The six-county shelter-in-place order enacted March 17 to combat the coronavirus is working to combat spread of the disease, but it’s not enough, according to Santa Clara County health officer Dr. Sara Cody, who presided over a press briefing Tuesday (March 31).
Cody and health officers from Alameda, Contra Costa, Marin, Santa Clara, San Francisco and San Mateo counties as well as the city of Berkeley extended their stay-at-home directive from April 7 to May 3 and added new restrictions for residents and businesses. The updated order is more constrictive than the first.
Health authorities acted largely in response to an increase in diagnosed coronavirus cases, hospitalizations and deaths since the original order. Cody said on the day they announced the initial order, March 16 – “what feels like about a year ago” – there were 138 cases; today the total rests at 890. There were three deaths, and now there are 30. The spread is putting a strain on health-care resources.
The outbreak is predicted to escalate, and health-care agencies need time to plan for a likely – or, as Santa Clara County chief executive Dr. Jeff Smith described it, “inevitable” – surge of patients flooding into hospitals across the county. To give health-care workers and facilities a fighting chance, the county must implement more thorough social distancing guidelines.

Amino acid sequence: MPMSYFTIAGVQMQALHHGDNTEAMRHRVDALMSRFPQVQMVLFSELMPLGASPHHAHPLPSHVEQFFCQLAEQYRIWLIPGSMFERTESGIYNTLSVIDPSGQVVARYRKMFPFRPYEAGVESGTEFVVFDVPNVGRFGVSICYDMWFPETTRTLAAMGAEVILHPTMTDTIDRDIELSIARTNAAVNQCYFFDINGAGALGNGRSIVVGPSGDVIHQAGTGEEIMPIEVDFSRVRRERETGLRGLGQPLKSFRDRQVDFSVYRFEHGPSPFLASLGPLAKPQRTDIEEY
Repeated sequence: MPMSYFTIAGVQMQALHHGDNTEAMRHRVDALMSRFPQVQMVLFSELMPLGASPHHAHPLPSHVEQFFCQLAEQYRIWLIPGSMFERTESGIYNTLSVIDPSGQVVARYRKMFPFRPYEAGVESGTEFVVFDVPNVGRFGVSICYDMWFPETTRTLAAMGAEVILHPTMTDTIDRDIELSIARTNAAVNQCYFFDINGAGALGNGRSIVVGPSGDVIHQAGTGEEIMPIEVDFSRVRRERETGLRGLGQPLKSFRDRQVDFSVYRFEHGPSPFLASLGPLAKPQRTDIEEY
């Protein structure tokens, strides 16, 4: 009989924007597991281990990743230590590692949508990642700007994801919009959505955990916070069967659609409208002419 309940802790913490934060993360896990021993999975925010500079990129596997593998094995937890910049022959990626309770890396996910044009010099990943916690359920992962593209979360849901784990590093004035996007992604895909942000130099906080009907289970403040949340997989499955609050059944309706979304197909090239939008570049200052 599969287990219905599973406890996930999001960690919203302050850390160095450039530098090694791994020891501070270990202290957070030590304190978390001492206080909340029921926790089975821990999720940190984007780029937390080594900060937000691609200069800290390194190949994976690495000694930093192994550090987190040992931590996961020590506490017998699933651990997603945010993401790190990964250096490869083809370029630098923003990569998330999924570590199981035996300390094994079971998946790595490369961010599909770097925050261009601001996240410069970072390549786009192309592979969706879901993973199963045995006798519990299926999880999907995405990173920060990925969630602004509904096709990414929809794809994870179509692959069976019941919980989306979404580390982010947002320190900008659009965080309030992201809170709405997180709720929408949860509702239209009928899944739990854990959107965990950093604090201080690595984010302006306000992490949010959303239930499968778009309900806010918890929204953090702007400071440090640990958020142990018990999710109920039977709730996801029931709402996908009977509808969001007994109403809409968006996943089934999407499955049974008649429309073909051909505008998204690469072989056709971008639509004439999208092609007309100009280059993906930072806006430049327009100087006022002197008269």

“Our overarching goal is to decrease to the greatest extent possible the average number of contacts each of us has with each other every day,” Cody said. “Every unnecessary contact with another increases the chance of spreading the virus from one person to another. Every revision (to the order) is guided by that (goal).”
Although preliminary statistics reveal that residents’ commitment to sheltering in place may be “bending the curve” of the coronavirus, Cody noted that Santa Clara County is still the epicenter of the pandemic in the Bay Area.
The health officers believe the county’s demand curve, or the number of people requiring hospitalization and intensive care, is too high in comparison to its supply of beds and personal protective equipment. Health-care workers must be able to care for all patients, whether they have coronavirus-related symptoms or another illness, in the way they deserve. The demand is not “nestled” underneath the supply, an achievement Cody said she and her team must see before lifting the shelter-in-place order.
Santa Clara County counsel James Williams outlined key changes to the order at the briefing, set to take effect at 11:59 p.m. Tuesday. The new order complements Gov. Gavin Newsom’s March 19 statewide directive.
• Playgrounds, dog parks, sport courts, pools, rock walls and other recreational areas are now fully closed to the public.
• Sports requiring people to share equipment can be played only between members of the same household.